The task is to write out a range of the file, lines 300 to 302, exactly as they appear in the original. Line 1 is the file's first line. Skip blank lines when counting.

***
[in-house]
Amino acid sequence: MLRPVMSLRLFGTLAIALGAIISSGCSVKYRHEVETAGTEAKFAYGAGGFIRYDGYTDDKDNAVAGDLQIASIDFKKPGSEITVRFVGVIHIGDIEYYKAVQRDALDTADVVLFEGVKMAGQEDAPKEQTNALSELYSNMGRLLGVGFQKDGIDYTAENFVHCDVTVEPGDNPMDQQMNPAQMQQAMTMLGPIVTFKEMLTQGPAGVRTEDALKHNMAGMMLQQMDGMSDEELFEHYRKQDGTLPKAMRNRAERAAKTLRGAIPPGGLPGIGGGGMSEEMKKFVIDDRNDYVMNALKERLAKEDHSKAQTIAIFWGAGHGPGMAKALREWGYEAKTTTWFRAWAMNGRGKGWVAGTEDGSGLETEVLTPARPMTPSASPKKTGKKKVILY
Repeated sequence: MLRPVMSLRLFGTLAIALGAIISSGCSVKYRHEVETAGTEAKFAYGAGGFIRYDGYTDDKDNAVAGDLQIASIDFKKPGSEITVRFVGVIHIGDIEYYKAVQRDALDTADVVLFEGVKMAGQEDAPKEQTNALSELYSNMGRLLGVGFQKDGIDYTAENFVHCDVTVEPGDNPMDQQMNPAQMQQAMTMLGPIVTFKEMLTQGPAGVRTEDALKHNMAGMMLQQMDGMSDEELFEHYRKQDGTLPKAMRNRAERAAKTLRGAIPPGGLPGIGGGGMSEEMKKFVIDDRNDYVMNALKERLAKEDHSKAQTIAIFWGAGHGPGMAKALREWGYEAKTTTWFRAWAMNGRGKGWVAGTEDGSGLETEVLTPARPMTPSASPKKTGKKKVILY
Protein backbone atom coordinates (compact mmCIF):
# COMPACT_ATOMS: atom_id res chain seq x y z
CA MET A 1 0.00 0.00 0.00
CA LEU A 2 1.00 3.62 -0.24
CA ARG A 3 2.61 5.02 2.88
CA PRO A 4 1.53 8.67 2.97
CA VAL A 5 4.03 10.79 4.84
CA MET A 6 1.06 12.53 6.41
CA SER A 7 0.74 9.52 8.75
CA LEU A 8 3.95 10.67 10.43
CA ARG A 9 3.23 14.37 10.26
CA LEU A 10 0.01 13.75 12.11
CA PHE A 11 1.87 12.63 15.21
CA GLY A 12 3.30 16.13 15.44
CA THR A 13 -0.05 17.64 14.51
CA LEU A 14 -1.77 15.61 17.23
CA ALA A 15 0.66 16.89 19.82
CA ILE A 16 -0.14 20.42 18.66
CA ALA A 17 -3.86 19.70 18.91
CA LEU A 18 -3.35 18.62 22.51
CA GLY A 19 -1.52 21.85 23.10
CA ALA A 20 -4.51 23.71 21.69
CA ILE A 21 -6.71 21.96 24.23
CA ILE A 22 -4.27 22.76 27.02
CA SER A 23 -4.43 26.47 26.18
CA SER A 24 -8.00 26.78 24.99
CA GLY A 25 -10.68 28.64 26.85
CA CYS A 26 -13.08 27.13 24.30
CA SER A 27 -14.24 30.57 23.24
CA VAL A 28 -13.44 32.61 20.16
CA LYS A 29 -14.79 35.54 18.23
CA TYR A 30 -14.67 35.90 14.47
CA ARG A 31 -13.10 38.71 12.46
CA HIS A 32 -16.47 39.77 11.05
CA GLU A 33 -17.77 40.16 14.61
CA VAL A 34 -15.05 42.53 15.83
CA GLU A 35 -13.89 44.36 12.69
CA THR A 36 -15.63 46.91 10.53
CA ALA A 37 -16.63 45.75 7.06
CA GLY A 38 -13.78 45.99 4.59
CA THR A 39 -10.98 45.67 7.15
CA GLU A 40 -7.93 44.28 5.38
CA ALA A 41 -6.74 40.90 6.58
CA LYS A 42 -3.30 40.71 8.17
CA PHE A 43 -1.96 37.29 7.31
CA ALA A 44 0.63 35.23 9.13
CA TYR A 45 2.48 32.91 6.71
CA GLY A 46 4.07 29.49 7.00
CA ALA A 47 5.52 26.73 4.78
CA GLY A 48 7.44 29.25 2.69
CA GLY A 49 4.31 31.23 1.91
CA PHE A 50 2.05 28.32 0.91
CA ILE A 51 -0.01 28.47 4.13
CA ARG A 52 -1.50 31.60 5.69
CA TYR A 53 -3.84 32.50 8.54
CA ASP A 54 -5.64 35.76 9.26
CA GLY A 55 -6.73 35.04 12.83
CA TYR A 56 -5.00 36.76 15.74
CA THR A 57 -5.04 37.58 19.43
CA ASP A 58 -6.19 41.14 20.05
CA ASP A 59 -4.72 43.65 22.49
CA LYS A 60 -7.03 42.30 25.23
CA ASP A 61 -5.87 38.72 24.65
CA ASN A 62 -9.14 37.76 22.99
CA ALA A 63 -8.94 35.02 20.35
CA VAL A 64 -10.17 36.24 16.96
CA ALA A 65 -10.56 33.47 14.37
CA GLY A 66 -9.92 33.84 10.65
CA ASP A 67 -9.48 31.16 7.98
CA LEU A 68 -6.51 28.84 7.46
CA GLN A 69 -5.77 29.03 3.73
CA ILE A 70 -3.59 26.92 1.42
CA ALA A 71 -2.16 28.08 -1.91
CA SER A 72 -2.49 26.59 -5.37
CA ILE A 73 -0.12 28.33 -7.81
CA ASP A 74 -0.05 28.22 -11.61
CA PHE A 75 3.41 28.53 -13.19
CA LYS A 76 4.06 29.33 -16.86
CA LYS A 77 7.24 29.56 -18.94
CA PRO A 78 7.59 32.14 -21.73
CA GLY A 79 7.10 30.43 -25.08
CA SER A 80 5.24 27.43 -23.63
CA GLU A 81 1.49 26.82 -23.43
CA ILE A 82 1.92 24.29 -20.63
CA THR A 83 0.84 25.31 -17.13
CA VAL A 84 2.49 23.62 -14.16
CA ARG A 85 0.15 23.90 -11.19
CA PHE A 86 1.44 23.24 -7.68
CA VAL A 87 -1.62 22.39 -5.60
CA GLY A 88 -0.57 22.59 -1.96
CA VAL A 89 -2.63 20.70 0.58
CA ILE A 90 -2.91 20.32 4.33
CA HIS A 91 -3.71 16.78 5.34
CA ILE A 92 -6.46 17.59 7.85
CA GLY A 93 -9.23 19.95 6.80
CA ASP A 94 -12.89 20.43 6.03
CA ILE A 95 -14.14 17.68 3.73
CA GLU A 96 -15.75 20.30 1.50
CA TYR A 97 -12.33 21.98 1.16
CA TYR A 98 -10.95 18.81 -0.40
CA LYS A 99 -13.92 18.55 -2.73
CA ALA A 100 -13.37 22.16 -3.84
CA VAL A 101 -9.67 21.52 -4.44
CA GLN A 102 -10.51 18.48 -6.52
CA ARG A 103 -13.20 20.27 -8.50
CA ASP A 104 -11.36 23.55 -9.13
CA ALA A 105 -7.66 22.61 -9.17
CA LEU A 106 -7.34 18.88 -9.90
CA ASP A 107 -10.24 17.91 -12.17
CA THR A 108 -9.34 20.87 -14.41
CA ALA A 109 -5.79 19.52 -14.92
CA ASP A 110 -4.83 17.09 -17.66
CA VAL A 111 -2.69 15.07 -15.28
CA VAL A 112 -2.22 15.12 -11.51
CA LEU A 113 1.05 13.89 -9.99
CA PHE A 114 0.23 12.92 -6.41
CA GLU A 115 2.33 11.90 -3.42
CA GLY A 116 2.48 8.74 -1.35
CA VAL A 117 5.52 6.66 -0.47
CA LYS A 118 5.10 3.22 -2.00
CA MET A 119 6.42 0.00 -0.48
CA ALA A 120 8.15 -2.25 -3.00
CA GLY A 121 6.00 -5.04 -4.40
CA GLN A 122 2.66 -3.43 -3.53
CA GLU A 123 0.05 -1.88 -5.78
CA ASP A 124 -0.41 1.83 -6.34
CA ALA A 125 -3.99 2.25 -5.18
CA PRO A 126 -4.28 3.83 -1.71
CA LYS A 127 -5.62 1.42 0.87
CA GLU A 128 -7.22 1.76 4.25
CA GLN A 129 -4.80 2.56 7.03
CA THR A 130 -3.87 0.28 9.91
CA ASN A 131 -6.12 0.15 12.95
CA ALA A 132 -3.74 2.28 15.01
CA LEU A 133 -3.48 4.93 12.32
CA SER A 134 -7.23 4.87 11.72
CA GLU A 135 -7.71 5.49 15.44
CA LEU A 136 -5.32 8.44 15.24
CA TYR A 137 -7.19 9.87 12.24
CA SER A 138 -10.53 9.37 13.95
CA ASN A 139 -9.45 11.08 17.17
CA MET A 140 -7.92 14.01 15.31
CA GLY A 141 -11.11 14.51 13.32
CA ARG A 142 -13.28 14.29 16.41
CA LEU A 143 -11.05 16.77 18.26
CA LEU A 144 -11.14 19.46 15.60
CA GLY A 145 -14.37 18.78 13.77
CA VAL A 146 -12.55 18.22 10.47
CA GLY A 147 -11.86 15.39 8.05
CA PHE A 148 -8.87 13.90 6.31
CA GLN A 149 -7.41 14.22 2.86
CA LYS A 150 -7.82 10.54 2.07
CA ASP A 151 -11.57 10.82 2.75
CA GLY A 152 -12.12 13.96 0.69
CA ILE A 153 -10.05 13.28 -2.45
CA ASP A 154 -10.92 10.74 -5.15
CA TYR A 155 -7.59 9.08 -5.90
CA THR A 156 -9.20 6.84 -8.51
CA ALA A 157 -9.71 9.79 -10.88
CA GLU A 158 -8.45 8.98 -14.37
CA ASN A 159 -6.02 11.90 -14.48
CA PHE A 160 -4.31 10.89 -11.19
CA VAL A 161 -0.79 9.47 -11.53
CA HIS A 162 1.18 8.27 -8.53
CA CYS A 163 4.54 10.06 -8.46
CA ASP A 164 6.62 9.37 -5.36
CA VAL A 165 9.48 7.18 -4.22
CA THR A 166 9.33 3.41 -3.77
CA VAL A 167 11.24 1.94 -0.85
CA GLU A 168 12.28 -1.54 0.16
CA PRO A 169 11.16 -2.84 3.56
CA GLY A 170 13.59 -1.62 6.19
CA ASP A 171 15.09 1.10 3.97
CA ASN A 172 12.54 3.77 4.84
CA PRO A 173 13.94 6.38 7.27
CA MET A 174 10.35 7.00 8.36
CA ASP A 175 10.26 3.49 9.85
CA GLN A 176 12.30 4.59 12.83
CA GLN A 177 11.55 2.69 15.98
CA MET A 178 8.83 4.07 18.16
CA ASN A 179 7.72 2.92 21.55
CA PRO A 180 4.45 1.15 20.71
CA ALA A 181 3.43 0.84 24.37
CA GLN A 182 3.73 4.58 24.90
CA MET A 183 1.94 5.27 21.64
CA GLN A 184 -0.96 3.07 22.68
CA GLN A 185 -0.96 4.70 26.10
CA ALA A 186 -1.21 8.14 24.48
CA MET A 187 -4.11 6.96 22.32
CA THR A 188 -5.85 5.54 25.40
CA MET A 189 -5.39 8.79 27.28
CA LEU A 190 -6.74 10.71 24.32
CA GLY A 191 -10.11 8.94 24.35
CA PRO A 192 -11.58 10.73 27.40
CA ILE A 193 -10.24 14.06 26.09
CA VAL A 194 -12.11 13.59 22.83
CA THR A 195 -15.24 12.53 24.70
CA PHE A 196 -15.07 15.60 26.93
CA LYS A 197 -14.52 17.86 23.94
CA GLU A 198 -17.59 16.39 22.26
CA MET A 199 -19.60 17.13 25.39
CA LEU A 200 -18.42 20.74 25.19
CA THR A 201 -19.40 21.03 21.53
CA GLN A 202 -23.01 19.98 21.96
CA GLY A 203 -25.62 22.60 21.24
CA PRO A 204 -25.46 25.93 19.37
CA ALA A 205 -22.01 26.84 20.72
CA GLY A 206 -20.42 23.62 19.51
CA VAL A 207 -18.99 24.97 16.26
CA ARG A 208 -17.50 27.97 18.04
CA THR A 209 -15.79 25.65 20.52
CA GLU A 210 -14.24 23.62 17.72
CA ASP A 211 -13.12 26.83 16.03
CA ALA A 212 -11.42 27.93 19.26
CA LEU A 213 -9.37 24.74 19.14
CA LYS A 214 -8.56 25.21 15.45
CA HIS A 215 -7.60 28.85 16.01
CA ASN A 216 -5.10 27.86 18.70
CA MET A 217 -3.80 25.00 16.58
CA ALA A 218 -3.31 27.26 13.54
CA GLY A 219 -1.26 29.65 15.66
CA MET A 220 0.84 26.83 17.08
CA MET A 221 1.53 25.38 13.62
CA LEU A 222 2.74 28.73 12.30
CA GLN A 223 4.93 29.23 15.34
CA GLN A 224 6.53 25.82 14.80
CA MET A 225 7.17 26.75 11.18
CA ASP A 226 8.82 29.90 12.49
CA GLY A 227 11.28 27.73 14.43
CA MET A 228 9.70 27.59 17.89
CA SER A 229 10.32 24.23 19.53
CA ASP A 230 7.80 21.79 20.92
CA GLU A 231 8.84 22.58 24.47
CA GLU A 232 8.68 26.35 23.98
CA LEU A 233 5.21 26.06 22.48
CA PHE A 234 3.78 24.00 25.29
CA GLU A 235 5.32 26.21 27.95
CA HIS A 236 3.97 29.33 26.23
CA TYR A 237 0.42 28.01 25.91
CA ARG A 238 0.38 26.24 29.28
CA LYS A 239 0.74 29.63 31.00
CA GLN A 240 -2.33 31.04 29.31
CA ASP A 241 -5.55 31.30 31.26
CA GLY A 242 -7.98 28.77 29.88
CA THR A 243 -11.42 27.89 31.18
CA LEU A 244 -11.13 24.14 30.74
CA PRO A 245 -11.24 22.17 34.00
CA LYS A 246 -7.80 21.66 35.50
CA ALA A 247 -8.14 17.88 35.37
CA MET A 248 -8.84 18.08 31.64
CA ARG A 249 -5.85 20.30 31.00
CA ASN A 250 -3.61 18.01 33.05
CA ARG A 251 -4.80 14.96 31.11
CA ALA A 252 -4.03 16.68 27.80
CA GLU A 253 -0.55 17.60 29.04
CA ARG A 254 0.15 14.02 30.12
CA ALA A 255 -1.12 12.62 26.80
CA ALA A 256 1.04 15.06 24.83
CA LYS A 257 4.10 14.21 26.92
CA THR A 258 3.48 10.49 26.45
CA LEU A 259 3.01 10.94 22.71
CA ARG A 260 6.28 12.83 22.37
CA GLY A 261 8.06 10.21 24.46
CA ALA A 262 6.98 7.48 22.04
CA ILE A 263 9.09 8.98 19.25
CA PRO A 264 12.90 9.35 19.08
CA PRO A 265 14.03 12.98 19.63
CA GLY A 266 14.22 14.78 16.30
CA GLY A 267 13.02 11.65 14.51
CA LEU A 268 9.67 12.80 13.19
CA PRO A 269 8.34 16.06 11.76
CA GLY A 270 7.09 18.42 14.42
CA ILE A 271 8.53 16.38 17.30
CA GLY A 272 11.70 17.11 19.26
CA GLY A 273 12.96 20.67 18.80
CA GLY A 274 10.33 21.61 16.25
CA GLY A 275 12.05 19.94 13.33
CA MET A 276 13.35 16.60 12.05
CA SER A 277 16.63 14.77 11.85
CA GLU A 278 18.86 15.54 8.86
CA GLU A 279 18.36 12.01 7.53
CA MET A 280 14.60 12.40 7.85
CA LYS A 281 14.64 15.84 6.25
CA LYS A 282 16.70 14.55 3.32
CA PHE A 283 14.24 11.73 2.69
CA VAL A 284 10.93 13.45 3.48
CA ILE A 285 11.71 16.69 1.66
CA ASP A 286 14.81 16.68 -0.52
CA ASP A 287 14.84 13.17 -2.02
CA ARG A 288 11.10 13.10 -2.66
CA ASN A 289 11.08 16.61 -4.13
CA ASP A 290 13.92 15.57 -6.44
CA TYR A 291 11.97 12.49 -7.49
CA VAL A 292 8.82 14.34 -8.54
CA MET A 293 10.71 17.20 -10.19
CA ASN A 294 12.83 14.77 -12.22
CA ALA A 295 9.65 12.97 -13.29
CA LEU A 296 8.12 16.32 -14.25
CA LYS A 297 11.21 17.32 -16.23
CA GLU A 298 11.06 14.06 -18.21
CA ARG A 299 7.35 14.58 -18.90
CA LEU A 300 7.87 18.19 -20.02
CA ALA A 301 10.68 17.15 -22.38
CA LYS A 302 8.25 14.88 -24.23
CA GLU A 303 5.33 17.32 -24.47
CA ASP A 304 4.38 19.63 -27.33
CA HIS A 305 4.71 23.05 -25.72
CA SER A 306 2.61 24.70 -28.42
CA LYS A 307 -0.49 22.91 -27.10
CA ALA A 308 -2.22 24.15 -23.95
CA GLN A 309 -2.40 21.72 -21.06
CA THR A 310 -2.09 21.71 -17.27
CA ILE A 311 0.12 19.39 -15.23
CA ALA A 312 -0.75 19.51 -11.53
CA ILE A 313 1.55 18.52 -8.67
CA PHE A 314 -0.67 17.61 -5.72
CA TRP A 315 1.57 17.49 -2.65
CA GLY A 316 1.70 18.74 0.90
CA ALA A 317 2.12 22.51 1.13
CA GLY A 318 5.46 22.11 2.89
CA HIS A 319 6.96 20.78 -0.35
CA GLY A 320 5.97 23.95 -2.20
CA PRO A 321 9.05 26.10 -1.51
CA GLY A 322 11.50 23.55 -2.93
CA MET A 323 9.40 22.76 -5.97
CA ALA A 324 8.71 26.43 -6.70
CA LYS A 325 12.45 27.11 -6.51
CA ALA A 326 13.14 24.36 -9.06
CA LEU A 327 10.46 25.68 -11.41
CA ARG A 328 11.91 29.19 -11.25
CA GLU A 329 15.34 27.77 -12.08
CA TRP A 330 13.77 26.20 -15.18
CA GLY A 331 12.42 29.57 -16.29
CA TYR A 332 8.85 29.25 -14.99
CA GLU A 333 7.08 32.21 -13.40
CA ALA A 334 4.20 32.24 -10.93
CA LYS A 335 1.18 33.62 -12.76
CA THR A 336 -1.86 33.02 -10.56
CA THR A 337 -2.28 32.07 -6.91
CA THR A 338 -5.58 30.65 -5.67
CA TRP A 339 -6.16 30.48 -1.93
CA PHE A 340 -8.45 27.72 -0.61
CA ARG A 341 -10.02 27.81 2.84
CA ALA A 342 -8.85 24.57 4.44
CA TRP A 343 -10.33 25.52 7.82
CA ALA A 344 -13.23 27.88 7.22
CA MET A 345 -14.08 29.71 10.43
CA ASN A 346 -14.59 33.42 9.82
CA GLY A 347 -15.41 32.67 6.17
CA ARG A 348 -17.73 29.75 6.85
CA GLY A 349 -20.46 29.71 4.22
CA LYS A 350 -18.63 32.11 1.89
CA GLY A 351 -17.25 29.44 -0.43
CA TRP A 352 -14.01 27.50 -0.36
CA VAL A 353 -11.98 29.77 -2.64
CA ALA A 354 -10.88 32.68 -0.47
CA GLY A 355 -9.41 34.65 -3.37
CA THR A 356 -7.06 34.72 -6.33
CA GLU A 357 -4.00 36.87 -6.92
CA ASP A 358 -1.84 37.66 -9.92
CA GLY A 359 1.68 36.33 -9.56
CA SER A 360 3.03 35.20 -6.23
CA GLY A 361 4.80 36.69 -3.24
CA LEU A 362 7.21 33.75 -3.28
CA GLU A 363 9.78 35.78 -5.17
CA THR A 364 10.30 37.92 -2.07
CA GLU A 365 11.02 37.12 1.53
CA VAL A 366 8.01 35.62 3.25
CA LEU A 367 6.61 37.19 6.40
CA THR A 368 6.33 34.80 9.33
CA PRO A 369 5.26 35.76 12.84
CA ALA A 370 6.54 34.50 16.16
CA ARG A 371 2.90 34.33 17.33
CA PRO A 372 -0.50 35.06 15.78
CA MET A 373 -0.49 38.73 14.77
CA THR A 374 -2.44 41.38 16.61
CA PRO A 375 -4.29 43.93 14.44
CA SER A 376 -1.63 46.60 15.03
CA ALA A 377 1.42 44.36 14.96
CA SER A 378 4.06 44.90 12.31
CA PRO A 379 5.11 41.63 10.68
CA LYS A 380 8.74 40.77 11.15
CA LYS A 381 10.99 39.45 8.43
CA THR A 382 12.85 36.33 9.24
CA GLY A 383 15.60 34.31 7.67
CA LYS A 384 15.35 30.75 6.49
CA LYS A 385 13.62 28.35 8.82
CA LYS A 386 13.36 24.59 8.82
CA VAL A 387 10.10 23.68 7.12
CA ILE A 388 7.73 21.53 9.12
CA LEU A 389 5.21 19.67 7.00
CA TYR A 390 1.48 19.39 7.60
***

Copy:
CA ALA A 295 9.65 12.97 -13.29
CA LEU A 296 8.12 16.32 -14.25
CA LYS A 297 11.21 17.32 -16.23